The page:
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SCRUTINY | Canoe An Operatic Mixed Bag

By Arthur Kaptainis on September 16, 2023

L-R “Gladys” Nicole Joy-Fraser, “Constance” Kristine Dandavino. Canoe is presented by Unsettled Scores in partnership with Toronto Consort, Native Earth Performing Arts and Theatre Passe Muraille (Photo: Kaytee Dalton)

Canoe, opera in two acts, by Spy Dénommé-Welch and Catherine Magowan, with the Toronto Consort, Sept. 15 in Jeanne Lamon Hall.

Opera is a proven platform. There is no reason to exclude the Indigenous experience from its embrace. Canoe, which was heard in its official premiere Friday night at Jeanne Lamon Hall, exhibited the potential strengths of opera as a cross-cultural medium as well as its pitfalls.

More than a decade in the making, the two-act work by Spy Dénommé-Welch (librettist, co-composer, co-director) and Catherine Magowan (co-composer) varies widely in tone. The beginning is evocative, as Debaajimod, a storytelling spirit played warmly by the mezzo-soprano Michelle Lafferty, plants a seed and recites a Creation narrative as a symbolic canoe takes shape on stage. All seems peaceful until the more assertive of two sisters (Nicole Joy-Fraser as Gladys) starts up a chainsaw and falls a tree (played by Conlin Delbaere-Sawchuk).

This remarkable coup de théâtre led to a lengthy scene of unrelieved verismo as the sisters bickered about various matters, including family memories and the experiences of Gladys at a residential school. The dialogue was prosaic rather than operatic. Stories accumulated.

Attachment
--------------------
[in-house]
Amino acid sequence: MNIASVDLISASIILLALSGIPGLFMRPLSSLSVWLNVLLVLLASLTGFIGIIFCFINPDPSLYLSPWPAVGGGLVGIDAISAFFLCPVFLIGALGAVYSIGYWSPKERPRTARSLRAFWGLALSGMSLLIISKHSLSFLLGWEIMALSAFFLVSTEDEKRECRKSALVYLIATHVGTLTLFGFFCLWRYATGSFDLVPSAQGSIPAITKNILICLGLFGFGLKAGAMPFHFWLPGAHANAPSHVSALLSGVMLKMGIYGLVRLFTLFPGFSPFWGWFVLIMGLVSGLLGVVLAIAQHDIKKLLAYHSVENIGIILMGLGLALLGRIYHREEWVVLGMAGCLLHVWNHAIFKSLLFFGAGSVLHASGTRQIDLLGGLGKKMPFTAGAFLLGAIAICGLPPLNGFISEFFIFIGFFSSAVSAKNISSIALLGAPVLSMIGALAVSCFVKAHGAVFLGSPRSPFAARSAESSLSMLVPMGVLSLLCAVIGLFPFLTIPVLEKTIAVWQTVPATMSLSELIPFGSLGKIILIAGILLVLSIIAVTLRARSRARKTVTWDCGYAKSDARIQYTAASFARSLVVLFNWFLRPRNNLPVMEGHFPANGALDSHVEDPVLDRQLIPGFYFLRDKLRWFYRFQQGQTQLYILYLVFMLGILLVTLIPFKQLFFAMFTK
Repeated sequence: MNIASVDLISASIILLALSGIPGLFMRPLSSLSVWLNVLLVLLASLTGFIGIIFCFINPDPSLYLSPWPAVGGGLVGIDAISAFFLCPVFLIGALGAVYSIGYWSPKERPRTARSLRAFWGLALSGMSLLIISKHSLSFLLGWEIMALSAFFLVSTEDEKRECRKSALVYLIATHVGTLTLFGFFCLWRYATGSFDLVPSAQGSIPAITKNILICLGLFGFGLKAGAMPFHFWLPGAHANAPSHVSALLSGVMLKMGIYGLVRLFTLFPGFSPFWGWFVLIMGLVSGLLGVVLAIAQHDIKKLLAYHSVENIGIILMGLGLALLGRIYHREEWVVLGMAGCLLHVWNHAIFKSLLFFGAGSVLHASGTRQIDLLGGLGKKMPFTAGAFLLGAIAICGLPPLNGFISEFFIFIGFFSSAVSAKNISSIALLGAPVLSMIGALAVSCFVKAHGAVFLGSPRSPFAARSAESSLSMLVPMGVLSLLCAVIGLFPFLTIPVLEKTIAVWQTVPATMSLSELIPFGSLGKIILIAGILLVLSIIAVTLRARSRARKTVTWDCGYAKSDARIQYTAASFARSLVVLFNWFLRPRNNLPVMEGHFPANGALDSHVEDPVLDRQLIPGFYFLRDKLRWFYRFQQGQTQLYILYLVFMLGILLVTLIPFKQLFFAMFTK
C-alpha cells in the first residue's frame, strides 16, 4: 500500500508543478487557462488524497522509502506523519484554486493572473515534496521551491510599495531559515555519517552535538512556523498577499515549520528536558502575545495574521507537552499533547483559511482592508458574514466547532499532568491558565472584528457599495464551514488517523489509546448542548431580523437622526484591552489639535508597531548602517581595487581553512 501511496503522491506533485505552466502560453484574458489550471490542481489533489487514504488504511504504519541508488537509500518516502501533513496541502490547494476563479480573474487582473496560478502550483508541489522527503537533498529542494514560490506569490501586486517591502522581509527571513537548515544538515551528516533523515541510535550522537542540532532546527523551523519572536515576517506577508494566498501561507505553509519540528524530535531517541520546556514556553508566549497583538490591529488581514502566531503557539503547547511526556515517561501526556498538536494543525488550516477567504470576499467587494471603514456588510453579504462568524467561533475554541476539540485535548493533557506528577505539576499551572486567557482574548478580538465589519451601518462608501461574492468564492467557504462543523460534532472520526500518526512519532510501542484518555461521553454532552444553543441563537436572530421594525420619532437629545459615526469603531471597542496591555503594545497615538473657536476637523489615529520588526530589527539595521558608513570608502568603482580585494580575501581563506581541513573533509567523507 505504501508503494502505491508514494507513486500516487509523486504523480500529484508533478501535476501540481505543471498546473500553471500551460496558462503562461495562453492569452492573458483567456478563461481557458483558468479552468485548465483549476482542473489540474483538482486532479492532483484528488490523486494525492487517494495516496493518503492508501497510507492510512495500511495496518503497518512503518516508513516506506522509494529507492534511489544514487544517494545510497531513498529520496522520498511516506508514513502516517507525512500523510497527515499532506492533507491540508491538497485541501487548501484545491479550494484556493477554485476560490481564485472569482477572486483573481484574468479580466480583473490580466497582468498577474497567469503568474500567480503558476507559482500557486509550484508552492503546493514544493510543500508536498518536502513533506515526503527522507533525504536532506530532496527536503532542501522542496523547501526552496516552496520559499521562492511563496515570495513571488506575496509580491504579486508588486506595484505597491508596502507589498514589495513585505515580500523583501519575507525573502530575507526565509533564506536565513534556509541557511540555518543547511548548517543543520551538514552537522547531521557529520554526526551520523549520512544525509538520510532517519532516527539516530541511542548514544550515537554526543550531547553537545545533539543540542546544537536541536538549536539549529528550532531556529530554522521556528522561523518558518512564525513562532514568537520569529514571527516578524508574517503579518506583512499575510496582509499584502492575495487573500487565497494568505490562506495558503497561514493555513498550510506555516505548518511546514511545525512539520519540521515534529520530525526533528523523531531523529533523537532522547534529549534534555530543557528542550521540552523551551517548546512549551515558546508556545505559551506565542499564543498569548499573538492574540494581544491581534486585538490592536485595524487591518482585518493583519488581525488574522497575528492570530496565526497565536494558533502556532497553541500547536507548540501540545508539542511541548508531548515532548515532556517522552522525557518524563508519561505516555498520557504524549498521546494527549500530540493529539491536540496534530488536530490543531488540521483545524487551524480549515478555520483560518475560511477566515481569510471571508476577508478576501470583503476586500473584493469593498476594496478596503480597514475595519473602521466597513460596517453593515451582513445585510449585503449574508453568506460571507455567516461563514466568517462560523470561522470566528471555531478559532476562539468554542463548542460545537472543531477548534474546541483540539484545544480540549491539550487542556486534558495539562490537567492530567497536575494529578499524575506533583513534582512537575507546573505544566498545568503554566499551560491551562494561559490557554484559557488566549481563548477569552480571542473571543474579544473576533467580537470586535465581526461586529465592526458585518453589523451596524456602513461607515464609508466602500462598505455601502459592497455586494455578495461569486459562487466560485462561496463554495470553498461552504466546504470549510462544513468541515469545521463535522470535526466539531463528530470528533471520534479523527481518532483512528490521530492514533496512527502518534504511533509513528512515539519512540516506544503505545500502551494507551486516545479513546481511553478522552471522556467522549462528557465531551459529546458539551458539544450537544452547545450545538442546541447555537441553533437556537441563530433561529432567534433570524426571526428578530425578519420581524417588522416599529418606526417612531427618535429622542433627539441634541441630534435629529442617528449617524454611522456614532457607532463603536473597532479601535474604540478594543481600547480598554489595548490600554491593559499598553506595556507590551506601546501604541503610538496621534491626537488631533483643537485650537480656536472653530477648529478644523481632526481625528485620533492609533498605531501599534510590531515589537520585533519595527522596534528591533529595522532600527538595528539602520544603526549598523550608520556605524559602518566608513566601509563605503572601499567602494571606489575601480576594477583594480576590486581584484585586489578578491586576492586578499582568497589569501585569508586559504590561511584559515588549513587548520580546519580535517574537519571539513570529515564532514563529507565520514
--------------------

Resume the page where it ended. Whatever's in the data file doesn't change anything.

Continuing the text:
Act 2 was more engaging. While it was not clear where the sisters were going in the titular canoe, the journey created momentum. The ending, with references to the sky set to an impressive ostinato figure, successfully communicated an apotheosis. Indeed, the introduction and coda were by far the best parts of the slightly less-than-two-hour presentation, intermission included.

Of course, there were notable things in between. Delbaere-Sawchuk was an athletic and amusing Tree Spirit. The decision of Constance (Kristine Dandavino) to stab herself was certainly dramatic, especially as bathed in red light. It is worth mentioning that the monumental organ pipes of the Trinity-St. Paul’s Centre, suitably lit, stand in nicely for a forest.

A quintet from the Toronto Consort, an early-music ensemble, made incisive and inventive sounds under the direction of Magowan. Period and traditional instruments are alike in their elemental appeal. In any case, the instrumental writing was more compelling than the vocal music.

Ultimately, however, the problem with Canoe resides in the whole rather than the parts. Too many stories crowd the narrative. I am quite prepared to concede that this judgement is conditioned by my experience of opera and the expectations it might inculcate. For better or worse, my own consciousness is the only one I carry into the auditorium.

It should be reported, however, that my skeptical opinion was not unanimous. Comic lines that left me stony-faced had some in the audience laughing heartily. The opening-night ovation was robust.

Canoe is presented by Unsettled Scores in partnership with Toronto Consort, Native Earth Performing Arts and Theatre Passe Muraille. The cast is Indigenous. There are two performances on Saturday.

Arthur Kaptainis
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